Lately it seems the media has been teeming with stories on the backlash in states that have introduced legislation requiring employers to use a maligned federal database to verify a worker’s social security number.
In the past year or so, more and more states are contemplating or have already implemented legislation that compels employers to verify work authorization using the federal electronic verification program, called E-verify.
This week alone media reports on opposition to the forced use of the E-verify system included California, Texas, Arizona and Kansas. Employers in Oregon are also rallying against proposed regulations targeting undocumented workers.
These state forays into immigration issues are coming on the heels of a controversial federal regulation issued by DHS that similarly requires employers to either resolve social security mismatches or fire the employee to avoid the risk of being prosecuted for hiring unauthorized workers.
Labor unions and immigrant rights groups have filed a lawsuit in federal court in California challenging the DHS regulation.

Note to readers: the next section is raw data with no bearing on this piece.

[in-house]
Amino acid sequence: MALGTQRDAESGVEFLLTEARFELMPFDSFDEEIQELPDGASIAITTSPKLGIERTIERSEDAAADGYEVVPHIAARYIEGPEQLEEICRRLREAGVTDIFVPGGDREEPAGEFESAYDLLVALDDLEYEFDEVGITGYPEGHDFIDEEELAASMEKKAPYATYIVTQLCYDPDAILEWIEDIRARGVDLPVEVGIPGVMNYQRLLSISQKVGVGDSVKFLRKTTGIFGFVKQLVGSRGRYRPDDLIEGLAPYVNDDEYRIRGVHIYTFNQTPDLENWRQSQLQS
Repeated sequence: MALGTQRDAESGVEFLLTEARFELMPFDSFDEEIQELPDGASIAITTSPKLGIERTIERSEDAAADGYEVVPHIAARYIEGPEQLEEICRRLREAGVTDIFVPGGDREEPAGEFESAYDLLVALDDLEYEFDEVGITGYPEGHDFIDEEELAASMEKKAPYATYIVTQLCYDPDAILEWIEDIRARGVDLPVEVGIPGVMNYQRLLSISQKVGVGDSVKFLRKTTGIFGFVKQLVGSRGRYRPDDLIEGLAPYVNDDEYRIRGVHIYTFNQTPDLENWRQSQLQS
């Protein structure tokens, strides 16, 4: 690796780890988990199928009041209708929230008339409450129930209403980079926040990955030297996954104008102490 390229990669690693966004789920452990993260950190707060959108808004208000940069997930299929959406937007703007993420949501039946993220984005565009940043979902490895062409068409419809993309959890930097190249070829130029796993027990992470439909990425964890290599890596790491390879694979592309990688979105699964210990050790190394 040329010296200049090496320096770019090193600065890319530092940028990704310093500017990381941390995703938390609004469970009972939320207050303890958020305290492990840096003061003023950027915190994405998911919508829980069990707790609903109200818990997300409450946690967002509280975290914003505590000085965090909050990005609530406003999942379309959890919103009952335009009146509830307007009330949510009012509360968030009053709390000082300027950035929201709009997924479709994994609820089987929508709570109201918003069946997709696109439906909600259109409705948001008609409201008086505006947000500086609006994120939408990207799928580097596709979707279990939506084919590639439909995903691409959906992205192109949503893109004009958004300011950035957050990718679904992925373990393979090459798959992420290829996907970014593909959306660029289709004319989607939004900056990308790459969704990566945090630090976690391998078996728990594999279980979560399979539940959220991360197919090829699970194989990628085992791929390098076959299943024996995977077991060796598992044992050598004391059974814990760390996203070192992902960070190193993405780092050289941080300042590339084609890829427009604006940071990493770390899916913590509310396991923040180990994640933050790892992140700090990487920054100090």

The state laws, such as Arizona’s, are also being challenged in court as unconstitutional.
Critics of the social security verification requirements at both the state and federal level say the federal social security database is error prone, and forcing employers to rely on it will lead to the discrimination of any foreign looking prospective new hire, including U.S. citizens.
The Sacramento Bee reports that 70 percent of social security number discrepancies involve U.S. citizens and stem from database errors.
Other arguments against these state laws raise the issue of federal preemption. Immigration matters have traditionally been reserved for federal regulation.
For background on the federal law and its related lawsuit, see our other articles Calif. Court Blocks New Social Security “No Match” Rule and DHS To Revise Controversial Social Security No Match Regulation In Response To Lawsuit.